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July 2, 1776 was the day the Continental Congress declared its independence from England. The final written document, the Declaration of Independence, was approved and dated July 4, 1776. It was not signed until August 2, 1776.

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Fly our flag, proudly!

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Celebrate our freedom and independence!

Happy Birthday, Helen Keller!

Posted June 27, 2013 by cathyso3
Categories: Special Days

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“The best and most beautiful things in the world cannot be seen or even touched. They must be felt within the heart.” ─ Helen Keller

Today is Helen Keller’s birthday. Her life’s achievements continue to be an inspiration. She lived during a time in history when women had to fight for their rights and negative attitudes persisted about those with disabilities. She overcame tremendous obstacles with the help and support of her family and life-long companion, Annie Sullivan, and became a world-renowned personality.

“The marvelous richness of human experience would lose something of rewarding joy if there were no limitations to overcome. The hilltop hour would not be half so wonderful if there were no dark valleys to traverse.”─ Helen Keller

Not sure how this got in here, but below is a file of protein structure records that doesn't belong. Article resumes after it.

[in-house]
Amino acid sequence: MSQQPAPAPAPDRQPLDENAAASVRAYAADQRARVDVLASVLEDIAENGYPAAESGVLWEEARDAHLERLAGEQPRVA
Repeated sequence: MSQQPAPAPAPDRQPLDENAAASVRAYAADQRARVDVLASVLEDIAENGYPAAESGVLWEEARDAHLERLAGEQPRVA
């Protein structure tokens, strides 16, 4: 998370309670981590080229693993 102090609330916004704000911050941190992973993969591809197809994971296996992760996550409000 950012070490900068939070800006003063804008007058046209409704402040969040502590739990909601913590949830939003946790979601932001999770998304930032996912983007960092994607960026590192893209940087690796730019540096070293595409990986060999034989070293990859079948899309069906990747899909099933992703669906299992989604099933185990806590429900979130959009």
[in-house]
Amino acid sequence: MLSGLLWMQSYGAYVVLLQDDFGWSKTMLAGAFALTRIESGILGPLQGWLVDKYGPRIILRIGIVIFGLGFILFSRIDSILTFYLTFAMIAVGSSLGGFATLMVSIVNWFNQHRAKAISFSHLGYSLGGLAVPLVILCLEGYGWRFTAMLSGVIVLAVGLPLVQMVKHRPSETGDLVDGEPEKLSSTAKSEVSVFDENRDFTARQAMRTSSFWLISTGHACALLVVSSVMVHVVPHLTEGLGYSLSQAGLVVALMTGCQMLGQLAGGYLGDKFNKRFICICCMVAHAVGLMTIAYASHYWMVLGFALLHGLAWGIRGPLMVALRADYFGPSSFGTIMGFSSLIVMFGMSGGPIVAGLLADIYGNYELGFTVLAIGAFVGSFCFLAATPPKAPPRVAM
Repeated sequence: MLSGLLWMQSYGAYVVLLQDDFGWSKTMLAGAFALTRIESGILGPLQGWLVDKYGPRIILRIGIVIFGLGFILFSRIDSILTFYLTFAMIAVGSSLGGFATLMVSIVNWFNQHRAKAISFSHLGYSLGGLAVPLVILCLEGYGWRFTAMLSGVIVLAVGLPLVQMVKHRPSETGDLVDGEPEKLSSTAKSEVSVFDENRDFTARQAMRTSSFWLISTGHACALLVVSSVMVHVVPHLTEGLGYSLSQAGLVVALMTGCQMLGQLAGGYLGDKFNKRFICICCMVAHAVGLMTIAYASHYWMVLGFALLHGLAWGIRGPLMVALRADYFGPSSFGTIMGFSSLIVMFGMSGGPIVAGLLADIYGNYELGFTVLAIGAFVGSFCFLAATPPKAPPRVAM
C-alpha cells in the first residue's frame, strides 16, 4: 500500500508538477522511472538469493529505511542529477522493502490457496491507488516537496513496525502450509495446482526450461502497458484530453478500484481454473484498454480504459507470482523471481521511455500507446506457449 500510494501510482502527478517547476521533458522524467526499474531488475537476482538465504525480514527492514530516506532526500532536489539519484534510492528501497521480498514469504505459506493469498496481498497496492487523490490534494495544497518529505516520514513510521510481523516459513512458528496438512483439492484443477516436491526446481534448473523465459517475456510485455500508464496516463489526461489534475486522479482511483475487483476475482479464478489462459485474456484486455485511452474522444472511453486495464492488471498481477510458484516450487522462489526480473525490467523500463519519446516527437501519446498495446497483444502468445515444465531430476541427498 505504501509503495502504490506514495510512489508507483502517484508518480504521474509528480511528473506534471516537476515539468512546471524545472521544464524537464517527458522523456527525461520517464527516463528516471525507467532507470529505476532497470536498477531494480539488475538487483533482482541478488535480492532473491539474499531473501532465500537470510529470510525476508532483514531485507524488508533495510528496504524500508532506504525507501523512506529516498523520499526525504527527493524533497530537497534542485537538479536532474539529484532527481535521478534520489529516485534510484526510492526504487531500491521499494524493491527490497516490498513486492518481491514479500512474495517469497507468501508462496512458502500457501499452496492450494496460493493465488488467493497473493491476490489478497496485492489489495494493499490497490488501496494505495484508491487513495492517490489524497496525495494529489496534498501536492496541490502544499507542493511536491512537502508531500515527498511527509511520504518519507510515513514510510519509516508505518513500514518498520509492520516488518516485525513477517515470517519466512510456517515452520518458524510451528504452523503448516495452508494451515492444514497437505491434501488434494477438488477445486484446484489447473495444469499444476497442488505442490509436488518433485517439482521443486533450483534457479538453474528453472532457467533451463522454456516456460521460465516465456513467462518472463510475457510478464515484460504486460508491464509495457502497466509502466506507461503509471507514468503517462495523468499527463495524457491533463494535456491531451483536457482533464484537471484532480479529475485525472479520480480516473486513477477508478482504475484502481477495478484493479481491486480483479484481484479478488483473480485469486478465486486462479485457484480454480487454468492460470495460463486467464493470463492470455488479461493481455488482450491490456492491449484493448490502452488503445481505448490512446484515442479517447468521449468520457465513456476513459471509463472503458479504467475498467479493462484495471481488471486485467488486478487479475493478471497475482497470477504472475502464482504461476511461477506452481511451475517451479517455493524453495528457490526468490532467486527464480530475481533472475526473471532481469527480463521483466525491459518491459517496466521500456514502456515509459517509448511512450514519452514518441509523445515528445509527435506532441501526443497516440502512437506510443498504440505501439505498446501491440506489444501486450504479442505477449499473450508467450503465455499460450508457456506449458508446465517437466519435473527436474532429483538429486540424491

This remarkable woman didn’t let her disabilities stop her. Instead, she was on the cutting edge of her time. She was politically active and became a world-famous lecturer and author. Among the many causes she supported were a woman’s right to vote, birth control, and she was a champion for those with disabilities. Courage, determination, and drive are characteristics demonstrated by Helen Keller. Embrace these qualities and celebrate the life of an extraordinary woman.

Many books have been written by and about Helen Keller, but these three are worth a good look.

FC9780786808908[1]Helen’s Big World The Life of Helen Keller written by Doreen Rappaport and illustrated by Matt Tavares (Disney-Hyperion, 2012)

9780375857065[1]Annie and Helen written by Deborah Hopkinson and illustrated by Raul Colon (Schwartz & Wade, 2012)

9780393057447[1]The Story of My Life written by Helen Keller (W.W. Norton & Company, 2003)

Jesse Klausmeier: Creative Author, Creative Book